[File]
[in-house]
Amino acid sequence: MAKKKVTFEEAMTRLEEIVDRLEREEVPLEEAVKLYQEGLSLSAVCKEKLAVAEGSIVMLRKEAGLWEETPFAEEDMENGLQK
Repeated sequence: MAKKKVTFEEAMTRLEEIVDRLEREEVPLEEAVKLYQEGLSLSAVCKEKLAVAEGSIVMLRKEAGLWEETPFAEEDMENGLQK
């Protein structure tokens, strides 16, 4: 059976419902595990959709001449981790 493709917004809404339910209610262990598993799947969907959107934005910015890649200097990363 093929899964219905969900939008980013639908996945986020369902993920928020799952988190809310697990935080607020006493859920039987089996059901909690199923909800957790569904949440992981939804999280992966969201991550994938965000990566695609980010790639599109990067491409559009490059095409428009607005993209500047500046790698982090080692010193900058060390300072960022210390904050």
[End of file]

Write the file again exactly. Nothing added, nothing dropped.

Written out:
[in-house]
Amino acid sequence: MAKKKVTFEEAMTRLEEIVDRLEREEVPLEEAVKLYQEGLSLSAVCKEKLAVAEGSIVMLRKEAGLWEETPFAEEDMENGLQK
Repeated sequence: MAKKKVTFEEAMTRLEEIVDRLEREEVPLEEAVKLYQEGLSLSAVCKEKLAVAEGSIVMLRKEAGLWEETPFAEEDMENGLQK
């Protein structure tokens, strides 16, 4: 059976419902595990959709001449981790 493709917004809404339910209610262990598993799947969907959107934005910015890649200097990363 093929899964219905969900939008980013639908996945986020369902993920928020799952988190809310697990935080607020006493859920039987089996059901909690199923909800957790569904949440992981939804999280992966969201991550994938965000990566695609980010790639599109990067491409559009490059095409428009607005993209500047500046790698982090080692010193900058060390300072960022210390904050």